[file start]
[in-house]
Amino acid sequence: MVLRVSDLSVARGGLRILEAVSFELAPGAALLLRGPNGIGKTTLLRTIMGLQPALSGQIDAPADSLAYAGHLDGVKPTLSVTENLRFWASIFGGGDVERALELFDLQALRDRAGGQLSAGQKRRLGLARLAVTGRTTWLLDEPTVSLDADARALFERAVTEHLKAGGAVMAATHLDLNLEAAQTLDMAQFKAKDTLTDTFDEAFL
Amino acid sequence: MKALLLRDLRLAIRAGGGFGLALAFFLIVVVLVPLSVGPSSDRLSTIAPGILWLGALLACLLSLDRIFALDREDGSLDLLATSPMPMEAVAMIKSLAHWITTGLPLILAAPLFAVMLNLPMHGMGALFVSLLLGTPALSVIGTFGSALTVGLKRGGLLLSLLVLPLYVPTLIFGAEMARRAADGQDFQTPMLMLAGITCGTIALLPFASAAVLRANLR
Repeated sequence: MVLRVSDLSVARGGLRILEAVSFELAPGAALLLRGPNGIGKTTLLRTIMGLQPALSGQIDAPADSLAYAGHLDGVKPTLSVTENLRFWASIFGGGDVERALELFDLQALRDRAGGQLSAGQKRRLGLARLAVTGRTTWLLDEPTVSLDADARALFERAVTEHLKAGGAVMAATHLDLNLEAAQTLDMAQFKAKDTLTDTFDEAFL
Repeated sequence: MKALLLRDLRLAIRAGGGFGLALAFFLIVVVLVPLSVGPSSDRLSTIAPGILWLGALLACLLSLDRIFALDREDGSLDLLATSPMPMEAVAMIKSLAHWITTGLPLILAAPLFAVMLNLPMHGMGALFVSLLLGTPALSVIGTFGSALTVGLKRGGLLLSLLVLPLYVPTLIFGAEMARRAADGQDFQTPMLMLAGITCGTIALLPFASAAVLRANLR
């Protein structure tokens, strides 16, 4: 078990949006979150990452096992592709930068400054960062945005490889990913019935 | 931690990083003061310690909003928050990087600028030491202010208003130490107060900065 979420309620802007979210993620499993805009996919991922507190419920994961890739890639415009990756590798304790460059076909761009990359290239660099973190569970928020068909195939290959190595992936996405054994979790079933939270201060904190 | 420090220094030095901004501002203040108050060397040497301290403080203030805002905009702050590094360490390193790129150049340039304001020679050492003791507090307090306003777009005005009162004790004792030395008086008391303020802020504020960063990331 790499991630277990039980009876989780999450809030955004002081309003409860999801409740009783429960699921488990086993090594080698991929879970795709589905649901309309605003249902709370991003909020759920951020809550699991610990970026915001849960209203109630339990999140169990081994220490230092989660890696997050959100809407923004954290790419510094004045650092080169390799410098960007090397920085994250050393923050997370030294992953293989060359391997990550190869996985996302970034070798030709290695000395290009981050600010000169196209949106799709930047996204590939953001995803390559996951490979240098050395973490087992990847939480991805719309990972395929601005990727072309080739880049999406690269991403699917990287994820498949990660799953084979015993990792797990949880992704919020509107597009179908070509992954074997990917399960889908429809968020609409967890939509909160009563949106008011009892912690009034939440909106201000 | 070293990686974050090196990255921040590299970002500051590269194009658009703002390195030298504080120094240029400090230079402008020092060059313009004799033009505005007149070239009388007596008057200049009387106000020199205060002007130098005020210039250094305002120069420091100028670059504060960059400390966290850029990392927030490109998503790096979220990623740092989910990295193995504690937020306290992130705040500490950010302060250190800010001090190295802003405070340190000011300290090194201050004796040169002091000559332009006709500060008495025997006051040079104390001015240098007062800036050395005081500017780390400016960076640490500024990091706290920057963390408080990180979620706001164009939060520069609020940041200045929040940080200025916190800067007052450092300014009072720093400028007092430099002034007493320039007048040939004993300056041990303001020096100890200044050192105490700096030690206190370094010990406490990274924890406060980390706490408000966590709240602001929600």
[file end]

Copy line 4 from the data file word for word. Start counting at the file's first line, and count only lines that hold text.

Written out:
Repeated sequence: MVLRVSDLSVARGGLRILEAVSFELAPGAALLLRGPNGIGKTTLLRTIMGLQPALSGQIDAPADSLAYAGHLDGVKPTLSVTENLRFWASIFGGGDVERALELFDLQALRDRAGGQLSAGQKRRLGLARLAVTGRTTWLLDEPTVSLDADARALFERAVTEHLKAGGAVMAATHLDLNLEAAQTLDMAQFKAKDTLTDTFDEAFL